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Bennett v. Michigan Department of Corrections

United States District Court, E.D. Michigan, Southern Division

September 25, 2017

CARL BENNETT #298713, Plaintiff,
v.
MICHIGAN DEPARTMENT OF CORRECTIONS, JACKSON ALLEGIANCE HOSPITAL, and DOCTOR MAHENDER MACHA, Defendants.

         ORDER (1) OVERRULING OBJECTIONS (ECF #52) TO REPORT AND RECOMMENDATION (ECF #50); (2) ADOPTING THE REPORT AND RECOMMENDATION AS THE OPINION OF THE COURT; (3) GRANTING DEFENDANT MICHIGAN DEPARTMENT OF CORRECTIONS' MOTION TO DISMISS PLAINTIFF'S AMENDED COMPLAINT (ECF #37); AND (4) DISMISSIMING CLAIMS AGAINST DEFENDANT MICHIGAN DEPARTMENT OF CORRECTIONS WITHOUT PREJUDICE

          MATTHEW F. LEITMAN, UNITED STATES DISTRICT JUDGE

         In this action, Plaintiff Carl Bennett, an inmate in the Michigan Department of Corrections (“MDOC”), asserts, among other things, constitutional and federal statutory claims based upon the MDOC's alleged indifference to his §medical condition and failure to accommodate his disability. On December 19, 2016, the MDOC moved, pursuant to Rule 12 of the Federal Rules of Civil Procedure and 42 U.S.C. §1997e(a), to dismiss Bennett's Amended Complaint on the ground that Bennett failed to exhaust his administrative remedies. (See ECF #37.) The motion was referred to the assigned Magistrate Judge. Following the completion of briefing, the Magistrate Judge issued a Report and Recommendation in which he suggested that the Court grant the motion. (See ECF #50.) Plaintiff has filed objections to the R & R. (See ECF #52.) For the reasons explained below, the objections are OVERRULED.

         The R & R is thorough and thoughtful and explains in great detail why Bennett's claims against the MDOC fail for lack of exhaustion. Rather than repeat the points made by the Magistrate Judge, the Court adopts the R & R as the Opinion of the Court.

         Bennett's objections fail to show any error in the Magistrate Judge's analysis or conclusion. Bennett first argues that the MDOC failed to present sufficient evidence that he failed to file the required Step III Grievance. The MDOC submitted an affidavit from Richard D. Russell, Manager, Office of Legal Affairs, in which Mr. Russell (1) explained how the MDOC processes and tracks filed grievances and (2) stated that a review of the MDOC's grievance tracking database revealed that Bennett had not filed a grievance related to the claims asserted in this action. Bennett says that the affidavit is not enough, but the case law he relies upon does not support that argument. In Harris v. Scott, 2016 WL 4470786 (W.D. Mich. 2016), the court held that a printout of the grievance database report - that was not accompanied by an affidavit explaining the grievance process and the operation of the grievance tracking system - did not demonstrate an inmate's failure to exhaust. In Jackson v. Snyder, 2014 WL 4983672 (W.D. Mich. 2014), the court denied a motion for summary judgment based upon exhaustion because there was a dispute over whether the defendants prevented the plaintiff from exhausting his remedies by raiding his cell and destroying his legal materials - an allegation that the defendants did not rebut through affidavits. Neither of the cases cited by Bennett supports his argument that the MDOC here made a sufficient showing that he failed to file the required Step III grievance. Bennett has failed to show any error in the Magistrate Judge's conclusion that the MDOC presented sufficient evidence to support its exhaustion defense. (Notably, as described below, Bennett has not presented any competent evidence that he did exhaust or attempt to exhaust that could conceivably require evaluation by a fact-finder. The only competent evidence concerning whether Bennett filed a Step III grievance is that submitted by the MDOC.)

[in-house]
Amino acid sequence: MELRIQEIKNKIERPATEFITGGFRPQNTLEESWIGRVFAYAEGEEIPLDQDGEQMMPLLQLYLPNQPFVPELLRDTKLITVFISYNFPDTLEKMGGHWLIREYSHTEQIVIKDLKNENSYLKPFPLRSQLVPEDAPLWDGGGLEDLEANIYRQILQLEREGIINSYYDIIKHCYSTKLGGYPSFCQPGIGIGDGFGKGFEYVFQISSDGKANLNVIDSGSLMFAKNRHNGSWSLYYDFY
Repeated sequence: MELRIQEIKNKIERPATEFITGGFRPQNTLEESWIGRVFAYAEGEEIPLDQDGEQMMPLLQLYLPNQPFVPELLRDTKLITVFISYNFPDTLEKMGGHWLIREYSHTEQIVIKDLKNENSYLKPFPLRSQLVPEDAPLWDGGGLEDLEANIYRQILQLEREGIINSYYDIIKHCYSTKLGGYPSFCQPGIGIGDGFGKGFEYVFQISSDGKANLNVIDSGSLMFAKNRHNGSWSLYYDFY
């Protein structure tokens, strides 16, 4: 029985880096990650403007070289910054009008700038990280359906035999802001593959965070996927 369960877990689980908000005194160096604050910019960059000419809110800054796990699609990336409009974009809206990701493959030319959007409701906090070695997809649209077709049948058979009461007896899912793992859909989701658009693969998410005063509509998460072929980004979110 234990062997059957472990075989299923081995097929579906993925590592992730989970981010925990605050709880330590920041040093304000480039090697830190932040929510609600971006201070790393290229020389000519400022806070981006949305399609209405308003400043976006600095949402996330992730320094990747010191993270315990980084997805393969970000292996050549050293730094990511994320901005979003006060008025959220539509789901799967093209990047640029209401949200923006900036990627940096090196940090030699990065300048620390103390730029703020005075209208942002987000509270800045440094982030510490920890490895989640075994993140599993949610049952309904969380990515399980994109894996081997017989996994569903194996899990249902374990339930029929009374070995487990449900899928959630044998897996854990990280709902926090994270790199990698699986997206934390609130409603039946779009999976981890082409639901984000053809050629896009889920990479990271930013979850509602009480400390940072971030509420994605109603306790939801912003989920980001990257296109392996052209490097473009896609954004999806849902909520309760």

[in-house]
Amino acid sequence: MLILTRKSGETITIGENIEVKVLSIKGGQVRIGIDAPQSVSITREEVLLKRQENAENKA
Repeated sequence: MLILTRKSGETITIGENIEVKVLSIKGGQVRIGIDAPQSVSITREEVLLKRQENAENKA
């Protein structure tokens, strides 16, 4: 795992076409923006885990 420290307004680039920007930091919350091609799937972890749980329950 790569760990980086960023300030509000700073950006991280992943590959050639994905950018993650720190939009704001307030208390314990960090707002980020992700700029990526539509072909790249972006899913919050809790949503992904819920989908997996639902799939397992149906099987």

Bennett next claims that the Court should decline to dismiss the MDOC because he (Bennett) has submitted evidence that the MDOC frustrated his ability to file a Step III grievance. Bennett seems to contend that the MDOC gave him some sort of “run-around” or induced him to use an incorrect form for the filing of his grievance. But Bennett does not attest to the truth of this contention in a sworn affidavit. Instead, his attorney has submitted an affidavit in which she says that Bennett told her in a privileged (and unsworn) letter that he got the “run-around” from the MDOC when he tried to file his Step III grievance. (See ECF #52-3.) But counsel's affidavit - relaying Bennett's unsworn hearsay statement - is not competent evidence of what happened to Bennett. And counsel has not offered any reason as to why she could not obtain an affidavit from Bennett. According to counsel, she received Bennett's letter on or about January 19, 2017. She prepared her affidavit on August 7, 2017. (Id.) She has not explained why she did not obtain an affidavit from Bennett during that seven-month period. Simply put, Bennett has not offered sufficient evidence to create any sort of factual dispute concerning whether the MDOC frustrated his ability to file a Step III grievance, nor has he offered a sufficient explanation for his failure to present such evidence.

         Accordingly, IT IS HEREBY ORDERED THAT:

1. Bennett's objections to the R & R (ECF #52) are OVERRULED.
2. The R & R is ADOPTED as the Opinion of the Court;
3. Defendant MDOC's Motion to Dismiss (ECF #37) is GRANTED;
4. Bennett's claims against the MDOC are DISMISSED WITHOUT PREJUDICE.

         IT ...


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